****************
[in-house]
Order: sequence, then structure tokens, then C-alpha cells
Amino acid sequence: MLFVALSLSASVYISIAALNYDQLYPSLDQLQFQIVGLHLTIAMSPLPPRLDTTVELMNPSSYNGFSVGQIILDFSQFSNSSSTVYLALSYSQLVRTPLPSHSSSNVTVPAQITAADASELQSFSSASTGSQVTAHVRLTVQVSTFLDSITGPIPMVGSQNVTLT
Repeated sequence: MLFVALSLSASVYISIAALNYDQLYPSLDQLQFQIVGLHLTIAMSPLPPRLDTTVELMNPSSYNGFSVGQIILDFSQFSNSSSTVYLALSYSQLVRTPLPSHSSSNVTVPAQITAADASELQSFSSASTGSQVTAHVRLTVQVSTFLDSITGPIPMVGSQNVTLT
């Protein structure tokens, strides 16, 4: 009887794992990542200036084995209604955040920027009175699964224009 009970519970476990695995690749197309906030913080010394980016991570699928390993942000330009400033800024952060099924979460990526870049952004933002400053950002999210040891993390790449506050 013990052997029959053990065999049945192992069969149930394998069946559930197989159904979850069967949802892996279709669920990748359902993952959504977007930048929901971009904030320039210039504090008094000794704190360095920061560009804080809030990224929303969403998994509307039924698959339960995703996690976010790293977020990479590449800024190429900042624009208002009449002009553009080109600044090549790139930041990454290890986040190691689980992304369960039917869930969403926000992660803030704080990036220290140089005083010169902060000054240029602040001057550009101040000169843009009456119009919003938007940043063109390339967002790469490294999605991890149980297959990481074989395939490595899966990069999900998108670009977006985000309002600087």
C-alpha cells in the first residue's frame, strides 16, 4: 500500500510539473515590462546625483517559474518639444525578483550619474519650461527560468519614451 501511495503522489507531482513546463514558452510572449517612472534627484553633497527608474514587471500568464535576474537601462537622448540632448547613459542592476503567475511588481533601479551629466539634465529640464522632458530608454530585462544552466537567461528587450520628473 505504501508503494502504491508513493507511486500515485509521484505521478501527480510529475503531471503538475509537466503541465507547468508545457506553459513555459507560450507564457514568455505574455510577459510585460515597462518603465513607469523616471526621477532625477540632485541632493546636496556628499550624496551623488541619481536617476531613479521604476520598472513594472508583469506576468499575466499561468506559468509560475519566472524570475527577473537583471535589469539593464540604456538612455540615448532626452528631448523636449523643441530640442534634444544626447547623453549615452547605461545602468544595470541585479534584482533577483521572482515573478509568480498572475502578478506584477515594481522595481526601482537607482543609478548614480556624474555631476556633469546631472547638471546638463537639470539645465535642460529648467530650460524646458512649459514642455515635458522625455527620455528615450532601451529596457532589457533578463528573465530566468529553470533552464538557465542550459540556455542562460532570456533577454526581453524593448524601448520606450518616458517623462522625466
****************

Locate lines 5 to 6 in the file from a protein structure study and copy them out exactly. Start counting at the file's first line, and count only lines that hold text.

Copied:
């Protein structure tokens, strides 16, 4: 009887794992990542200036084995209604955040920027009175699964224009 009970519970476990695995690749197309906030913080010394980016991570699928390993942000330009400033800024952060099924979460990526870049952004933002400053950002999210040891993390790449506050 013990052997029959053990065999049945192992069969149930394998069946559930197989159904979850069967949802892996279709669920990748359902993952959504977007930048929901971009904030320039210039504090008094000794704190360095920061560009804080809030990224929303969403998994509307039924698959339960995703996690976010790293977020990479590449800024190429900042624009208002009449002009553009080109600044090549790139930041990454290890986040190691689980992304369960039917869930969403926000992660803030704080990036220290140089005083010169902060000054240029602040001057550009101040000169843009009456119009919003938007940043063109390339967002790469490294999605991890149980297959990481074989395939490595899966990069999900998108670009977006985000309002600087």
C-alpha cells in the first residue's frame, strides 16, 4: 500500500510539473515590462546625483517559474518639444525578483550619474519650461527560468519614451 501511495503522489507531482513546463514558452510572449517612472534627484553633497527608474514587471500568464535576474537601462537622448540632448547613459542592476503567475511588481533601479551629466539634465529640464522632458530608454530585462544552466537567461528587450520628473 505504501508503494502504491508513493507511486500515485509521484505521478501527480510529475503531471503538475509537466503541465507547468508545457506553459513555459507560450507564457514568455505574455510577459510585460515597462518603465513607469523616471526621477532625477540632485541632493546636496556628499550624496551623488541619481536617476531613479521604476520598472513594472508583469506576468499575466499561468506559468509560475519566472524570475527577473537583471535589469539593464540604456538612455540615448532626452528631448523636449523643441530640442534634444544626447547623453549615452547605461545602468544595470541585479534584482533577483521572482515573478509568480498572475502578478506584477515594481522595481526601482537607482543609478548614480556624474555631476556633469546631472547638471546638463537639470539645465535642460529648467530650460524646458512649459514642455515635458522625455527620455528615450532601451529596457532589457533578463528573465530566468529553470533552464538557465542550459540556455542562460532570456533577454526581453524593448524601448520606450518616458517623462522625466